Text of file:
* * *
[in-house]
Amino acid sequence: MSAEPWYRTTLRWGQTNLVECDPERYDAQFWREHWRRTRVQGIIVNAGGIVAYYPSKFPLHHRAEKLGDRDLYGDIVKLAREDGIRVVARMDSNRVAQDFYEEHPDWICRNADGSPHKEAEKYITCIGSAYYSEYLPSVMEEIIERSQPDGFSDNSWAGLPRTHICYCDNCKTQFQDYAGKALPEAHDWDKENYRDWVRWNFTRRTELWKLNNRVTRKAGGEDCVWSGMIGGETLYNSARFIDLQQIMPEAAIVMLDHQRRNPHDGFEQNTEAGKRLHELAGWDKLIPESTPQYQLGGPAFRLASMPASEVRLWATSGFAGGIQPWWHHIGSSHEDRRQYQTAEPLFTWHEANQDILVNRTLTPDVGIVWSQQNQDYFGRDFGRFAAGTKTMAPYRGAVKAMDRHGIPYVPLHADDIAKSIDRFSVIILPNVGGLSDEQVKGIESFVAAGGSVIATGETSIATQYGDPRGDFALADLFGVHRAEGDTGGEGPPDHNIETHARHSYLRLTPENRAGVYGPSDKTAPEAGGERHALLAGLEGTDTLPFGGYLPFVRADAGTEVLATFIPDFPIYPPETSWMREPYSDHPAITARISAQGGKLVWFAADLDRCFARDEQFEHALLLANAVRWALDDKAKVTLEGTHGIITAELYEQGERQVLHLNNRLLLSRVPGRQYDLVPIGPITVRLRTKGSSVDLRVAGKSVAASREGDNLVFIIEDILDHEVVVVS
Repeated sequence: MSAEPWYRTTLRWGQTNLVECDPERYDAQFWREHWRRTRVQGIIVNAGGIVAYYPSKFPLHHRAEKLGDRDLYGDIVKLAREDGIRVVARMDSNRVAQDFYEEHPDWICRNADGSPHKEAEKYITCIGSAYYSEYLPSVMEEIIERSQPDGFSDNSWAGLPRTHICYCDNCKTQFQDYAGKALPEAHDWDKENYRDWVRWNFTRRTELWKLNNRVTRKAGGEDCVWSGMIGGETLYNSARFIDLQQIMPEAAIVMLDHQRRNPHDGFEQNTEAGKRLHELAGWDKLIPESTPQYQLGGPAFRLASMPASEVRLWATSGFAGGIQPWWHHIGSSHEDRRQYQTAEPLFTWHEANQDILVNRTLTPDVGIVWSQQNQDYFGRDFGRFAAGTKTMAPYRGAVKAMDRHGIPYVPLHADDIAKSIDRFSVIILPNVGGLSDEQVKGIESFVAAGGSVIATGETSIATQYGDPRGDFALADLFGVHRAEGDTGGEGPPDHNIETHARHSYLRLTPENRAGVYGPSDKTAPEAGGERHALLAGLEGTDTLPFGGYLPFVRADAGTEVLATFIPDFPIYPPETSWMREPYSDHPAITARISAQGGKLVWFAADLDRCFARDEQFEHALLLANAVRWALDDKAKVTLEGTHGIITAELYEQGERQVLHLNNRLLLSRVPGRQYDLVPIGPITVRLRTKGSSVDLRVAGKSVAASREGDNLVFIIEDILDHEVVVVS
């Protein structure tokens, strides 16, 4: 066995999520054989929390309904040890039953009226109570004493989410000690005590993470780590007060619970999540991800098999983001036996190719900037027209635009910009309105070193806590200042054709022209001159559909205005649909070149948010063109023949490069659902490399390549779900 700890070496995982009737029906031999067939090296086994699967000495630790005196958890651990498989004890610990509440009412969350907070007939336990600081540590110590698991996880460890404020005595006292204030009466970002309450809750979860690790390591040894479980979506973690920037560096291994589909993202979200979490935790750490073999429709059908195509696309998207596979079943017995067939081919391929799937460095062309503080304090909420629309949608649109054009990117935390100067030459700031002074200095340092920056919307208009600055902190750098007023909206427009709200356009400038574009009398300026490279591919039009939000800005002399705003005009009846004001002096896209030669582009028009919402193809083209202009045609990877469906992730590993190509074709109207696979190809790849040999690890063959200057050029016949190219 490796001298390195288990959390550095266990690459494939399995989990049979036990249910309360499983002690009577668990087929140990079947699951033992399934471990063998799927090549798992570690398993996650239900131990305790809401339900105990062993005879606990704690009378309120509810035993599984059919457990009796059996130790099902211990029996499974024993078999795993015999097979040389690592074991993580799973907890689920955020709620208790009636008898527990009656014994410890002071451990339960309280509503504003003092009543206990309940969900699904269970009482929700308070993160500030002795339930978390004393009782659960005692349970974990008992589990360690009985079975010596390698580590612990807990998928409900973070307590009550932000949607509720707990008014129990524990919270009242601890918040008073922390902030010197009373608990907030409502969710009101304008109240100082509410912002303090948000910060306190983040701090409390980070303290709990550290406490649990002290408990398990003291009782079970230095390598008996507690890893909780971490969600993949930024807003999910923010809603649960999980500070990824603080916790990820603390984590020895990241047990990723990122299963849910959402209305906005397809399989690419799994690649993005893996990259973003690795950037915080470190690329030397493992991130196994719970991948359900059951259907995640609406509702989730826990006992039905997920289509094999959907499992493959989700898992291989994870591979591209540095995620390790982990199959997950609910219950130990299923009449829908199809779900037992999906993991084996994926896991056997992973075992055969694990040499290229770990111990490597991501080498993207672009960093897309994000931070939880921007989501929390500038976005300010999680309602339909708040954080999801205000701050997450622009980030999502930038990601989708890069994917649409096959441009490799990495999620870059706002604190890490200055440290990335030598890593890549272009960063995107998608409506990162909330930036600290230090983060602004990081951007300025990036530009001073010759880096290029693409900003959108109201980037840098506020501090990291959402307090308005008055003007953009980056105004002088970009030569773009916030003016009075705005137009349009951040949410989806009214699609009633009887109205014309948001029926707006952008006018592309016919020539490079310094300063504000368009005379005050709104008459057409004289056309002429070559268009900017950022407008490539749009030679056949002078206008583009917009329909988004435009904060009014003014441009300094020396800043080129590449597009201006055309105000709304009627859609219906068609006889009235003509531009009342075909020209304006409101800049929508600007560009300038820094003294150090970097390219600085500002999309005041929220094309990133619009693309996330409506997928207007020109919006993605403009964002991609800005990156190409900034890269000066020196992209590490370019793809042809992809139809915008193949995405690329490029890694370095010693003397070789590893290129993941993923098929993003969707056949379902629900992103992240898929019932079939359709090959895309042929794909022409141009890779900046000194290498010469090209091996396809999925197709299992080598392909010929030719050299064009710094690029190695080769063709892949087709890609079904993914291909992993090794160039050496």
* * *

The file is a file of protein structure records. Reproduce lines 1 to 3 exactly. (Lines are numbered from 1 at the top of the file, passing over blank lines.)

[in-house]
Amino acid sequence: MSAEPWYRTTLRWGQTNLVECDPERYDAQFWREHWRRTRVQGIIVNAGGIVAYYPSKFPLHHRAEKLGDRDLYGDIVKLAREDGIRVVARMDSNRVAQDFYEEHPDWICRNADGSPHKEAEKYITCIGSAYYSEYLPSVMEEIIERSQPDGFSDNSWAGLPRTHICYCDNCKTQFQDYAGKALPEAHDWDKENYRDWVRWNFTRRTELWKLNNRVTRKAGGEDCVWSGMIGGETLYNSARFIDLQQIMPEAAIVMLDHQRRNPHDGFEQNTEAGKRLHELAGWDKLIPESTPQYQLGGPAFRLASMPASEVRLWATSGFAGGIQPWWHHIGSSHEDRRQYQTAEPLFTWHEANQDILVNRTLTPDVGIVWSQQNQDYFGRDFGRFAAGTKTMAPYRGAVKAMDRHGIPYVPLHADDIAKSIDRFSVIILPNVGGLSDEQVKGIESFVAAGGSVIATGETSIATQYGDPRGDFALADLFGVHRAEGDTGGEGPPDHNIETHARHSYLRLTPENRAGVYGPSDKTAPEAGGERHALLAGLEGTDTLPFGGYLPFVRADAGTEVLATFIPDFPIYPPETSWMREPYSDHPAITARISAQGGKLVWFAADLDRCFARDEQFEHALLLANAVRWALDDKAKVTLEGTHGIITAELYEQGERQVLHLNNRLLLSRVPGRQYDLVPIGPITVRLRTKGSSVDLRVAGKSVAASREGDNLVFIIEDILDHEVVVVS
Repeated sequence: MSAEPWYRTTLRWGQTNLVECDPERYDAQFWREHWRRTRVQGIIVNAGGIVAYYPSKFPLHHRAEKLGDRDLYGDIVKLAREDGIRVVARMDSNRVAQDFYEEHPDWICRNADGSPHKEAEKYITCIGSAYYSEYLPSVMEEIIERSQPDGFSDNSWAGLPRTHICYCDNCKTQFQDYAGKALPEAHDWDKENYRDWVRWNFTRRTELWKLNNRVTRKAGGEDCVWSGMIGGETLYNSARFIDLQQIMPEAAIVMLDHQRRNPHDGFEQNTEAGKRLHELAGWDKLIPESTPQYQLGGPAFRLASMPASEVRLWATSGFAGGIQPWWHHIGSSHEDRRQYQTAEPLFTWHEANQDILVNRTLTPDVGIVWSQQNQDYFGRDFGRFAAGTKTMAPYRGAVKAMDRHGIPYVPLHADDIAKSIDRFSVIILPNVGGLSDEQVKGIESFVAAGGSVIATGETSIATQYGDPRGDFALADLFGVHRAEGDTGGEGPPDHNIETHARHSYLRLTPENRAGVYGPSDKTAPEAGGERHALLAGLEGTDTLPFGGYLPFVRADAGTEVLATFIPDFPIYPPETSWMREPYSDHPAITARISAQGGKLVWFAADLDRCFARDEQFEHALLLANAVRWALDDKAKVTLEGTHGIITAELYEQGERQVLHLNNRLLLSRVPGRQYDLVPIGPITVRLRTKGSSVDLRVAGKSVAASREGDNLVFIIEDILDHEVVVVS